Google admits a Gemini video was edited

Google Cue the first one. The video that showed this is at fault Capabilities of the artificial intelligence model Gemini shown during the presentation of the new Big G model.

In fact, according to many experts, it seemed too good to be true, so much so that Bloomberg expressed many doubts about its veracity, saying that it could have been edited to be more convincing.

There Gemini demo, which has racked up 1.6 million views on YouTube, features a long back-and-forth in which artificial intelligence responds to voice and video messages in real time. A little too quick, the answers a little too ready. Hence Bloomberg’s doubts and now Google’s admission.
In describing the video, Google said it sped up responses to make the demo more realistic. But he also admitted that the AI ​​did not respond to voice or videos.
In a blog post published at the same time as the demo, Google revealed how the video was actually created.

Big G confirmed that the operation was carried out by stimulating artificial intelligence “using frames from the film and sending suggestions via text.”

“Our Gemini demo video shows real Gemini suggestions and results,” said a Google spokesperson. “We built it to demonstrate the breadth of Gemini’s capabilities and inspire developers.”

In the video, a person asks Google’s artificial intelligence a series of questions as it displays objects on the screen. For example, at one point the demonstrator holds up a rubber duck and asks Gemini if ​​she wants to swim.
At first, the system doesn’t seem sure what material it’s made of, but after the person crushes it – causing the classic high-pitched whistle – the AI ​​correctly identifies the object.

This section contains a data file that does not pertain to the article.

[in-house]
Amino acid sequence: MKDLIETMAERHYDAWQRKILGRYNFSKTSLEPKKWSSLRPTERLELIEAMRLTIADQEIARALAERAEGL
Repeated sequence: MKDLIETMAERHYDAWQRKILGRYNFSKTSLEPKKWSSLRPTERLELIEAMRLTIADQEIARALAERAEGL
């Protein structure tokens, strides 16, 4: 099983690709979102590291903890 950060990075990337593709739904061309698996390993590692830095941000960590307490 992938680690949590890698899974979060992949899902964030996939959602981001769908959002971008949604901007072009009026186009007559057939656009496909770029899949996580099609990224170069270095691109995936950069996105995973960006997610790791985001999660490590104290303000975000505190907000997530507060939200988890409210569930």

However, what appears to be happening at first glance in the video is very different from what actually happened when the instructions were generated.

The AI ​​was actually shown a still image of the duck and asked what material it was made of. However, she subsequently received a text message explaining that the duck makes a sound when squeezed, leading to her correct identification.

In another step, the person plays the classic three-card game of cups and balls and says that the AI ​​can determine where he has moved. But once again, the AI ​​responded not to a video, but to a series of still images showing cups being moved and swapped.
Google clarified that the demo was created by recording video footage to “test Gemini’s capabilities across a variety of challenges.”

While the sequences were shortened and still images were used, the video voiceover was taken directly from the written instructions entered into Gemini.

The twin game

But there is another element of the video that distorts the truth even further.

At some point, the user places a world map and asks the AI, “Develop a game idea based on what you see… and use emojis.”
The artificial intelligence apparently responds by inventing a game called “Guess the Country”, in which it provides clues about the peculiarity of the nation (e.g. a kangaroo and a koala) and checks the correctness of the player’s answer which country (in this case). case, l ‘Australia). But in reality, according to Google’s blog, artificial intelligence didn’t even invent this game.

Instead, the AI ​​was given the following instruction: “Let’s play a game. Think of a country and give me a clue. The reference must be specific enough to indicate only one correct country. I will try to show the country on a map,” the message reads.
The user then provided the AI ​​with examples of correct and incorrect answers.

Gemini was then able to generate clues based on still images of a map and detect whether the user was pointing to the correct country or not.

It remains a surprising passage, but it is not the same as claiming that artificial intelligence invented the game.

Google’s AI model is undoubtedly interesting regardless of its use of still images and text-based instructions, but the way it works seems to show that its capabilities are very similar to OpenAI’s GPT-4.

Which of the two systems is the more advanced is currently unclear and perhaps impossible to decide, but Google is already trying to catch up by working on the next version of its artificial intelligence.

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